Birders began gathering prior to 8:00 AM on September 12 at the park-and-ride near Hwy. 41 and Lineville Road, just northwest of the city of Green Bay. From there, the group did some carpooling and drove to the parking area near the east end of Lineville Road – where we started our hike out onto the long causeway that extends eastward out onto the Bay of Green Bay.
For the first part of the hike there were trees lining the roadway, and a few passerines were spotted – including Rose-breasted Grosbeak, Red-eyed Vireo, and Yellow-rumped and Blackpoll Warblers. For a time, a Bald Eagle was perched just a short distance ahead of us, providing great looks. Belted Kingfishers were observed along the shore, a couple of Marsh Wrens were heard in the cattails, along with a couple of Soras, a few Great Egrets were spotted, and a Wilson’s Snipe flushed from a little wet area.
Our group of 40 was led by Tom Prestby, who has been doing shorebird research here for the past couple of years. (Tom's research was partially funded through the WSO Research Grants program). Our group also heard an instructional lecture about the project from Janet Smith, a retired scientist with the US Fish and Wildlife Service. A Merlin was spotted flying past a short time later.
Further out along the causeway we encountered the first designated dredge fill area, for sand that has been dredged from the nearby harbor and navigation channel. The edge of the sand provides habitat for migrating shorebirds, and we were able to get good looks at Black-bellied and Semipalmated Plovers, American Golden-Plover, Sanderling, and Buff-breasted, Pectoral, Least and Baird’s Sandpipers. A little later, Long-billed Dowitcher was also observed here. We were told that nearby floating platforms had been utilized by nesting Common Terns during the breeding season.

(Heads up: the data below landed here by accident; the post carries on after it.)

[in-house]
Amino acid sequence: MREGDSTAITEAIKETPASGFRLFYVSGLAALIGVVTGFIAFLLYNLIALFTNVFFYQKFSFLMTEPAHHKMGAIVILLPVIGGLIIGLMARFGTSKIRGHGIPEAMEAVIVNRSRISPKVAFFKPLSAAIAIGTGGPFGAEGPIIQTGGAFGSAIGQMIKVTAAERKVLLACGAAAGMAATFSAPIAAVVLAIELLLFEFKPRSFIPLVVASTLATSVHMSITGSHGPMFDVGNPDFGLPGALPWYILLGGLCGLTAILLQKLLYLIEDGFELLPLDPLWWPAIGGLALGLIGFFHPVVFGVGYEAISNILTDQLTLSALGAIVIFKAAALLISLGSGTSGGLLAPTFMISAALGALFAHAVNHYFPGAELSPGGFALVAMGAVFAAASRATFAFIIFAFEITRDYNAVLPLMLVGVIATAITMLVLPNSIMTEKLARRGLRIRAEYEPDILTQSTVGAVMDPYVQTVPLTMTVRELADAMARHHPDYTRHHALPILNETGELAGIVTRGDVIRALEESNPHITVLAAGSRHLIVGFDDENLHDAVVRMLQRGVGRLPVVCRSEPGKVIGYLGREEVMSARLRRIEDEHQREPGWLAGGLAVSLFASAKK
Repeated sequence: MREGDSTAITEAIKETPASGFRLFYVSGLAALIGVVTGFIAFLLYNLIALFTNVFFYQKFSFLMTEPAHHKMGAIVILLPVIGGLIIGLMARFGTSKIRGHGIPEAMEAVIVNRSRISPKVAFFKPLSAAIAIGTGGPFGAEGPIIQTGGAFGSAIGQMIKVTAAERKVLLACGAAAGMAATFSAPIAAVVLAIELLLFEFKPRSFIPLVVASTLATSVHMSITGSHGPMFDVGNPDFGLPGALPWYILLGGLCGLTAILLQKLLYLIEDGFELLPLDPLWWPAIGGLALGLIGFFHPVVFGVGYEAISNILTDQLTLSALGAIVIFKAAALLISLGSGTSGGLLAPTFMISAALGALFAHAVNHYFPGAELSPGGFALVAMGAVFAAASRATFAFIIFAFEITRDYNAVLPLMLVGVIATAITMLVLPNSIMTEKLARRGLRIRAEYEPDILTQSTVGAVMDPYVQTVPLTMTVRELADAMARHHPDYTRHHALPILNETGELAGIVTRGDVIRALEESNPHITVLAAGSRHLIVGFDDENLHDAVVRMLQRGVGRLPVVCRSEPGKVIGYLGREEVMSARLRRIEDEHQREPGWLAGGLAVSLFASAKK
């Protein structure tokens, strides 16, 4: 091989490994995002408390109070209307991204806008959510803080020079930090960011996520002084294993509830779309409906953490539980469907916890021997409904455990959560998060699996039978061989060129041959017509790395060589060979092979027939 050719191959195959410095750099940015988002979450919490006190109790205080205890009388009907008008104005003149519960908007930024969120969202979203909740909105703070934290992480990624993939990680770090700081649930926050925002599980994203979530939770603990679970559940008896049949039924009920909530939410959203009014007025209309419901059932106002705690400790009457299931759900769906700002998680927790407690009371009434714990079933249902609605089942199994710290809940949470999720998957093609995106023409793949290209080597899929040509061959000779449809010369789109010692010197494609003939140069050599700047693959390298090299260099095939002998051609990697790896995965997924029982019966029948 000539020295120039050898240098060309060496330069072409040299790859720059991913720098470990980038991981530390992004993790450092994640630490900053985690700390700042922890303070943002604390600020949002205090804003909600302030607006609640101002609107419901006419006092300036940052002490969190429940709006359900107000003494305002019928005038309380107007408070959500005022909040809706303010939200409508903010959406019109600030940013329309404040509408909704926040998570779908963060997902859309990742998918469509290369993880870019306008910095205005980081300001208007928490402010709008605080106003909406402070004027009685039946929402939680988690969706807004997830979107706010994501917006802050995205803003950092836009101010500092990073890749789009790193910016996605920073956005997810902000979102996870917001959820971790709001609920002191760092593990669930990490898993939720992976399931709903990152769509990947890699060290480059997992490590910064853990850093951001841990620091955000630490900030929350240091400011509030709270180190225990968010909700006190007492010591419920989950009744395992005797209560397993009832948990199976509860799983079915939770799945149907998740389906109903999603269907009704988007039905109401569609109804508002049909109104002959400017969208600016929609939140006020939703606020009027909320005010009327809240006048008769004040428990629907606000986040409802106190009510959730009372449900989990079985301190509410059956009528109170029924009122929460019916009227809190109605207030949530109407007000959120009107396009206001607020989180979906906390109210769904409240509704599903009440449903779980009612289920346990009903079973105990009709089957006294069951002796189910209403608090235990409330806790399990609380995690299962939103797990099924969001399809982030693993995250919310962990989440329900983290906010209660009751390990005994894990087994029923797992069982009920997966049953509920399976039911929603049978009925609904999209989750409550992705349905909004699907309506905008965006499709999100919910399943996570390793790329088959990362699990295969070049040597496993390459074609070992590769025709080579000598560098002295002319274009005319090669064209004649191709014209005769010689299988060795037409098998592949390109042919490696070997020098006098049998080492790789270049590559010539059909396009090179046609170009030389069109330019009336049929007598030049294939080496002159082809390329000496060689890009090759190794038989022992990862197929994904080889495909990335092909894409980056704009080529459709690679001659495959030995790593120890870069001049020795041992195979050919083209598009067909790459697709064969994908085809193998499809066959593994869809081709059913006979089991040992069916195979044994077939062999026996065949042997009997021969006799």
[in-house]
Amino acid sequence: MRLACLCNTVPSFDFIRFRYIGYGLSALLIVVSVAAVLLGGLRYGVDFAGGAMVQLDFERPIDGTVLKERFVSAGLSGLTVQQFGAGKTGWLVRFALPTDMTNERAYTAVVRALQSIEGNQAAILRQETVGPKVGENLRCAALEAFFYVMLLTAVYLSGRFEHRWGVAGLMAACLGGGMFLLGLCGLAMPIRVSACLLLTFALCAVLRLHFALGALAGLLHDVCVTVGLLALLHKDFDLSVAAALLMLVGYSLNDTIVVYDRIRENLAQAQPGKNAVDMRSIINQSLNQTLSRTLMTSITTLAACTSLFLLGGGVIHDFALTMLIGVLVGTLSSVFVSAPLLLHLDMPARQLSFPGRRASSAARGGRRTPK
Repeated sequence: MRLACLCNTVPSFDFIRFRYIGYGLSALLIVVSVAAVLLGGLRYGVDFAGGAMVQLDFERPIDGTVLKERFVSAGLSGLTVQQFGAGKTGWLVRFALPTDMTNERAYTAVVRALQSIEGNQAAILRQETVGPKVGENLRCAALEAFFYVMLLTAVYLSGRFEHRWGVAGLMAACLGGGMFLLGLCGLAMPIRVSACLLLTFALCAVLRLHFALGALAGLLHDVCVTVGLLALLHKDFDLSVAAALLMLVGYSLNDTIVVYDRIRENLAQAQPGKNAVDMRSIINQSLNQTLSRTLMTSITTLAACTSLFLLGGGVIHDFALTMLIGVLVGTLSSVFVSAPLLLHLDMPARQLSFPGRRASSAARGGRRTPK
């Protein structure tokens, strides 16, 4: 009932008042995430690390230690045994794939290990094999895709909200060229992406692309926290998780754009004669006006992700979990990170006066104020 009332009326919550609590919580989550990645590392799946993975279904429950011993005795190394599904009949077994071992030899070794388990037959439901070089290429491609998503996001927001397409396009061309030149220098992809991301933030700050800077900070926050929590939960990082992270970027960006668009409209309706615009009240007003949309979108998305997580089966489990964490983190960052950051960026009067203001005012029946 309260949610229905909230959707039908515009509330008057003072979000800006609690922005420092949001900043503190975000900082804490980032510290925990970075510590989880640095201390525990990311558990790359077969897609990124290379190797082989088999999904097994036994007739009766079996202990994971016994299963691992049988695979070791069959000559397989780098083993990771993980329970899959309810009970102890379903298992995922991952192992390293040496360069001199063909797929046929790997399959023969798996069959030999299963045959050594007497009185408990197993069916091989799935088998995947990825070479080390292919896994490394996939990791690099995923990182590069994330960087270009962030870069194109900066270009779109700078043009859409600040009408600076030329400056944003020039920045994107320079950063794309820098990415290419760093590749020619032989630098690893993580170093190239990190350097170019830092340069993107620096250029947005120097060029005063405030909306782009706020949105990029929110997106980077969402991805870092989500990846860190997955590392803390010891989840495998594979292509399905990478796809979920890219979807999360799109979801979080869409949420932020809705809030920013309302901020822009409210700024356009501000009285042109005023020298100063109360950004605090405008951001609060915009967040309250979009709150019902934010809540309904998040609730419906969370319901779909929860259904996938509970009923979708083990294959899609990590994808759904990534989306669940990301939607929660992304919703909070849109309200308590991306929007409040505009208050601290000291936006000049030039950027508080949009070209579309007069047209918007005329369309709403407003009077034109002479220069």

A few birders decided to remain here at the shorebird site while the rest of the group continued walking eastward out along the causeway, and closer to Cat Island. Large flocks of gulls, cormorants and pelicans were increasingly evident – especially once the thousands of cormorants began to take off from the causeway ahead of us, upon our approach. Also spotted among the pelicans standing on the sand was a Ruddy Turnstone, which kept disappearing from view, until it finally came out in the open. A couple of small groups of ducks were present, which included Redhead, Lesser Scaup, Mallard and Blue-winged Teal.
On the hike back toward the parking area, at least one group of birders got to see an American Pipit that was walking around on the rocks. A couple of Ruddy Ducks were just offshore, swimming off to the north, Palm Warblers were also spotted in a couple of places, and a Philadelphia Vireo was observed in the trees.
Thanks to Tom Prestby for leading us on this rare opportunity to see this normally restricted area, but we are hoping that this field trip might be repeated again next year!
Tom Schultz, WSO Field Trips co-chair